>  drivers/base/devres.c | 23 +++++++++++++----------
>  1 file changed, 13 insertions(+), 10 deletions(-)
> 
> diff --git a/drivers/base/devres.c b/drivers/base/devres.c
> index 0bbb328bd17f..bf39188613d9 100644
> --- a/drivers/base/devres.c
> +++ b/drivers/base/devres.c
> @@ -26,14 +26,7 @@ struct devres_node {
> 
>  struct devres {
>  	struct devres_node		node;
> -	/*
> -	 * Some archs want to perform DMA into kmalloc caches
> -	 * and need a guaranteed alignment larger than
> -	 * the alignment of a 64-bit integer.
> -	 * Thus we use ARCH_KMALLOC_MINALIGN here and get exactly the same
> -	 * buffer alignment as if it was allocated by plain kmalloc().
> -	 */
> -	u8 __aligned(ARCH_KMALLOC_MINALIGN) data[];
> +	u8				data[];
>  };
> 
>  struct devres_group {
> @@ -789,9 +782,16 @@ static void devm_kmalloc_release(struct device *dev, void *res)
>  	/* noop */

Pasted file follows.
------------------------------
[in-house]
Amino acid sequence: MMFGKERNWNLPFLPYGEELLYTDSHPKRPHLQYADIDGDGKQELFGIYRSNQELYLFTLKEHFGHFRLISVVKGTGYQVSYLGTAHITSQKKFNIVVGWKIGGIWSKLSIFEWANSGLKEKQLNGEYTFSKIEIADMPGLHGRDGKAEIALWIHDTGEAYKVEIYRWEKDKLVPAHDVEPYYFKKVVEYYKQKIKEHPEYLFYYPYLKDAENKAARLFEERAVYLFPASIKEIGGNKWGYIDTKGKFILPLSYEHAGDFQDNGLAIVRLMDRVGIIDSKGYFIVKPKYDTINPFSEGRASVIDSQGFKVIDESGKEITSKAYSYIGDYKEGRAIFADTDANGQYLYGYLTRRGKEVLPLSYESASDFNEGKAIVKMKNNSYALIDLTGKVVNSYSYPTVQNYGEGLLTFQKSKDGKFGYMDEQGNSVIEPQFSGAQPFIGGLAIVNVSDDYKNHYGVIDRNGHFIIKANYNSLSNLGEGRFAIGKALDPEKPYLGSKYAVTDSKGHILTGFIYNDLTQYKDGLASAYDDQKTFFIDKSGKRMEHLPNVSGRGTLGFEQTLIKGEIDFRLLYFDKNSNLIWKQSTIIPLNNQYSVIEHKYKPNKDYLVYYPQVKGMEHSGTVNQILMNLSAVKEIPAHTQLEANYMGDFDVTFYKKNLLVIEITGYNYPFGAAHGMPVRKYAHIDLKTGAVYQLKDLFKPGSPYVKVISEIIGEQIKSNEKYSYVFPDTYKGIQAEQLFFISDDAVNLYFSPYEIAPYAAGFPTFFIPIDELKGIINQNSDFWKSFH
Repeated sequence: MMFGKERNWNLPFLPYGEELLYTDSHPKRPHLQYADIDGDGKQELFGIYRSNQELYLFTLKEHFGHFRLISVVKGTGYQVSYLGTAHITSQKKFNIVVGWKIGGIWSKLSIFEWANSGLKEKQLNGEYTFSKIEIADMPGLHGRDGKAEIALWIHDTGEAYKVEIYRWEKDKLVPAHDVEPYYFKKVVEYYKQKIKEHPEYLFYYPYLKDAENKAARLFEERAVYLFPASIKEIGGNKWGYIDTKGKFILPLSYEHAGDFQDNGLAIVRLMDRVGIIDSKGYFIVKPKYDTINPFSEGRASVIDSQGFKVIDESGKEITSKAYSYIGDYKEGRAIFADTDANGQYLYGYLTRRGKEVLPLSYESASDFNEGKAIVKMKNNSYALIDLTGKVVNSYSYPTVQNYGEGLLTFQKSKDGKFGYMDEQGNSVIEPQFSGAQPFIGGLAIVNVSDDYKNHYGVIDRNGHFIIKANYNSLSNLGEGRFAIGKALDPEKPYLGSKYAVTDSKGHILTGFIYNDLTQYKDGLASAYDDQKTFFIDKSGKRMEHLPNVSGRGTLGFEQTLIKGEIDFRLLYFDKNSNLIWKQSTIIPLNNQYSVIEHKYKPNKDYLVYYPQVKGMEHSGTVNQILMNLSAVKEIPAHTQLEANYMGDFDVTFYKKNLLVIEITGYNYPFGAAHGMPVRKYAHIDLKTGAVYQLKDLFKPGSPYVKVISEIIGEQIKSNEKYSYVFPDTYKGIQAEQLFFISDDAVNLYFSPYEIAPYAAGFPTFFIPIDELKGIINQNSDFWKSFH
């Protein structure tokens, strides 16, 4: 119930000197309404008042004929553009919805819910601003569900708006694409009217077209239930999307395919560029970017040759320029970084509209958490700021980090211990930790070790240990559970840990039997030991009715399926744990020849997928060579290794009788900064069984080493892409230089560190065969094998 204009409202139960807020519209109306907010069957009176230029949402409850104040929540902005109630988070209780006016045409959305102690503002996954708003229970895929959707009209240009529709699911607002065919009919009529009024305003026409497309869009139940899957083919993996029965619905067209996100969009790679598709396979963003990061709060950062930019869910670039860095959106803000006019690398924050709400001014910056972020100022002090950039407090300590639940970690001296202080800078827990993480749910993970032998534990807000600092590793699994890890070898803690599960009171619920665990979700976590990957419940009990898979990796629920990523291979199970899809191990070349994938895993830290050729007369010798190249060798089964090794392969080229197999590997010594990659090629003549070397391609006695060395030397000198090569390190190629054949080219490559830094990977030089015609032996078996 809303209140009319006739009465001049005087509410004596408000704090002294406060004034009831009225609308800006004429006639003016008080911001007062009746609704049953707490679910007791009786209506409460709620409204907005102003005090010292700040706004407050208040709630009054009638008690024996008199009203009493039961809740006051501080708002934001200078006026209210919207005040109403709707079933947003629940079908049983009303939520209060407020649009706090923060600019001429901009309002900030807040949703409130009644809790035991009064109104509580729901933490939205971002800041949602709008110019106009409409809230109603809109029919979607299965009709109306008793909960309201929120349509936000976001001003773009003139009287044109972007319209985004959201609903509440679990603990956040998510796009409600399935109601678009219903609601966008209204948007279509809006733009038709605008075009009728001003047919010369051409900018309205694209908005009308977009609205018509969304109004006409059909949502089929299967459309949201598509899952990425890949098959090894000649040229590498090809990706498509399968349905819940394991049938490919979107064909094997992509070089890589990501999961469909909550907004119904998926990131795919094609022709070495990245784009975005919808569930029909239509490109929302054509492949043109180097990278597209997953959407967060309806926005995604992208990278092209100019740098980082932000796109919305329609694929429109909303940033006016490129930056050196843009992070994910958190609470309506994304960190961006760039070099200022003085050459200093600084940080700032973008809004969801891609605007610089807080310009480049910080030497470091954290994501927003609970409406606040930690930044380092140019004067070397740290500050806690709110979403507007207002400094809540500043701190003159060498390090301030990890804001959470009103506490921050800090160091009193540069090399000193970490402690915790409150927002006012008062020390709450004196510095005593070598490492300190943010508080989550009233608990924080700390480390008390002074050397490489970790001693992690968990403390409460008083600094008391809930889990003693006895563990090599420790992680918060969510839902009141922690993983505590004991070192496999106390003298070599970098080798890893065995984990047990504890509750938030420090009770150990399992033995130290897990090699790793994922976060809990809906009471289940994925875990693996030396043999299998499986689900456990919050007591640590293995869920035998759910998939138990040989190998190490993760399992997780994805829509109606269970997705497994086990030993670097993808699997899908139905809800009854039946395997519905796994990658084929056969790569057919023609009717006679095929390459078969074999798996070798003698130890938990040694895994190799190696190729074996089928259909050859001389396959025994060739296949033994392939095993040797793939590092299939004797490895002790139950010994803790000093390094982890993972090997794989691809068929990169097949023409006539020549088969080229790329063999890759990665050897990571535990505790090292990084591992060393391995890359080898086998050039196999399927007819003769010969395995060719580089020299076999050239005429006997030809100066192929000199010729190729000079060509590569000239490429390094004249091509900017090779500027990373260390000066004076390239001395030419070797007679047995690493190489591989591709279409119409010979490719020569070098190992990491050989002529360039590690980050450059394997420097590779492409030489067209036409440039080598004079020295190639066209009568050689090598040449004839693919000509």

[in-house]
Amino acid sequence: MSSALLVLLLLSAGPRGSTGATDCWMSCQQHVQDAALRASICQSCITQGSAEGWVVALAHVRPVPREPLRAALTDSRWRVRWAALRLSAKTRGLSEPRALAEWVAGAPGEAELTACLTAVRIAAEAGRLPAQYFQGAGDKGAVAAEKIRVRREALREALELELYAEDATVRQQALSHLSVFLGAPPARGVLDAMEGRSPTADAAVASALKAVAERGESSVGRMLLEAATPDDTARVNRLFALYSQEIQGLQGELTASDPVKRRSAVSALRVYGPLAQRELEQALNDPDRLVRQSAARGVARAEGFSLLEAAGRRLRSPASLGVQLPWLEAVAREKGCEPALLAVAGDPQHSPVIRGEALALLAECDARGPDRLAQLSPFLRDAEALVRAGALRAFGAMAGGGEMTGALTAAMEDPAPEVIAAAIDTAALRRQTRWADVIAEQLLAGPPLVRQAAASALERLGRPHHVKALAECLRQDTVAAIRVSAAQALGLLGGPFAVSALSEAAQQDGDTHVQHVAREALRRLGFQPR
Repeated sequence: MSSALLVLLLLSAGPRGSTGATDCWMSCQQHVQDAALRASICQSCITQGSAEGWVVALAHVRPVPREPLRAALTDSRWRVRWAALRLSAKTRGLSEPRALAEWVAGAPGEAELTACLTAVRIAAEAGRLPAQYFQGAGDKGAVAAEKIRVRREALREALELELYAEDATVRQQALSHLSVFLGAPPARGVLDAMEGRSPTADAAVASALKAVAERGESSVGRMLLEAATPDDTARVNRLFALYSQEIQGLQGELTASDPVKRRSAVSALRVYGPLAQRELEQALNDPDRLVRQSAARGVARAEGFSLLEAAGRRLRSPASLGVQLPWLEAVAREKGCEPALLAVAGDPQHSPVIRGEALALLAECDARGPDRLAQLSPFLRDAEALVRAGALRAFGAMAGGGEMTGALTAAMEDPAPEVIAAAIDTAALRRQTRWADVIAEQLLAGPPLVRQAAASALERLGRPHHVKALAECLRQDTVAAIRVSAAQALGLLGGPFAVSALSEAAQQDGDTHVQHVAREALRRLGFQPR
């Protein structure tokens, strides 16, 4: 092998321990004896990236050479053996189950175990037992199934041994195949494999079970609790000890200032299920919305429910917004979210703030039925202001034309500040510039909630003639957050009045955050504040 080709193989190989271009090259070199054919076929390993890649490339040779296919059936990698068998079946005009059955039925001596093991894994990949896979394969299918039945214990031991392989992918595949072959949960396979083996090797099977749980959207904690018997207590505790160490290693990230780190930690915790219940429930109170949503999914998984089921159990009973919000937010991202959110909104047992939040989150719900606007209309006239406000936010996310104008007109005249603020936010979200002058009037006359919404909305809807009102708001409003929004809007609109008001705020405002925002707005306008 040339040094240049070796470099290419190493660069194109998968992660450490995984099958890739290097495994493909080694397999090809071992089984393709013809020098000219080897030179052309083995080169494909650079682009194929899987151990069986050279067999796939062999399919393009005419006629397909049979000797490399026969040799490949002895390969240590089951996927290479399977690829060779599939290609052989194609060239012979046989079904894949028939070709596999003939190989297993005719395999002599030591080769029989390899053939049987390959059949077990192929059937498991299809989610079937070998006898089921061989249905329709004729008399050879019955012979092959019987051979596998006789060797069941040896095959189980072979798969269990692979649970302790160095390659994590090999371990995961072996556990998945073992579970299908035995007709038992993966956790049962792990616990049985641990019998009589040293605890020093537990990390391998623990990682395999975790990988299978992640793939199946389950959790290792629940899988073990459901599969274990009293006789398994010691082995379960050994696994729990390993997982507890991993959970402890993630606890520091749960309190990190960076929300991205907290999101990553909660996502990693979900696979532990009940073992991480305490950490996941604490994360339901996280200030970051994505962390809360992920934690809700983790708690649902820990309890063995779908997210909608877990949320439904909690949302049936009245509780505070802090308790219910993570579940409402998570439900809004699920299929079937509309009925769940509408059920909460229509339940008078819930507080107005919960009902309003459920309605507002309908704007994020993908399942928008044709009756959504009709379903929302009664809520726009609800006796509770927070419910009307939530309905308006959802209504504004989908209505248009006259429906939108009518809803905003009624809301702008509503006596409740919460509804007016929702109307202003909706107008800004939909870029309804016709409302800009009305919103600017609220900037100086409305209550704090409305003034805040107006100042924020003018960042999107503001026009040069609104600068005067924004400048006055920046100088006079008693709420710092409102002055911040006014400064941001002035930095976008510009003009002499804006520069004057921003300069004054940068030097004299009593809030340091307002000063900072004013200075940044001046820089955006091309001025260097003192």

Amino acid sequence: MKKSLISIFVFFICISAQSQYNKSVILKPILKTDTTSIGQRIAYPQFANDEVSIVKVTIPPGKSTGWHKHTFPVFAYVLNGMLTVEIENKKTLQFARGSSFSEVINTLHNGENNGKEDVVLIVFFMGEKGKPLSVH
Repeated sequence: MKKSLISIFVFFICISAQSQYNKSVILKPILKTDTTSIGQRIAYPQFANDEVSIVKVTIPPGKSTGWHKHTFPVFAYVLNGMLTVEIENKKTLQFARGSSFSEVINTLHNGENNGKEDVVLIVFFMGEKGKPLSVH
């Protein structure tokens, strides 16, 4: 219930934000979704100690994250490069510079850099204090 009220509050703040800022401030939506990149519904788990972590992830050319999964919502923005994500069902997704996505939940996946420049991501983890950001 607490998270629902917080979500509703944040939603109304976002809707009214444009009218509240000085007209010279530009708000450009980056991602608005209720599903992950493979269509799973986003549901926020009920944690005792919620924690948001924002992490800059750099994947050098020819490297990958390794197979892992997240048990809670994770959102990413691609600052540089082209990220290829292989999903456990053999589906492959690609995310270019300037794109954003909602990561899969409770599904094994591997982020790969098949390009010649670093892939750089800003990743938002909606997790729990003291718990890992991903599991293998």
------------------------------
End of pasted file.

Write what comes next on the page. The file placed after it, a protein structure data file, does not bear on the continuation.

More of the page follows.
>  }
> 
> +#define DEVM_KMALLOC_PADDING_SIZE \
> +	(ARCH_KMALLOC_MINALIGN - sizeof(struct devres) % ARCH_KMALLOC_MINALIGN)

Even given your update with:
------------------------------->8--------------------------------
#define DEVM_KMALLOC_PADDING_SIZE \
  ((ARCH_KMALLOC_MINALIGN - sizeof(struct devres)) % ARCH_KMALLOC_MINALIGN)
------------------------------->8--------------------------------
I don't think I understand why do you need that "% ARCH_KMALLOC_MINALIGN" part?

>  static int devm_kmalloc_match(struct device *dev, void *res, void *data)
>  {
> -	return res == data;
> +	/*
> +	 * 'res' is dr->data (not DMA-safe)
> +	 * 'data' is the hand-aligned address from devm_kmalloc
> +	 */
> +	return res + DEVM_KMALLOC_PADDING_SIZE == data;
>  }
> 
>  /**
> @@ -811,6 +811,9 @@ void * devm_kmalloc(struct device *dev, size_t size, gfp_t gfp)
>  {
>  	struct devres *dr;
> 
> +	/* Add enough padding to provide a DMA-safe address */
> +	size += DEVM_KMALLOC_PADDING_SIZE;

This implementation gets ugly and potentially will lead to problems later
when people will start changing code here. Compared to that initially aligned by
the compiler dr->data looks much more foolproof.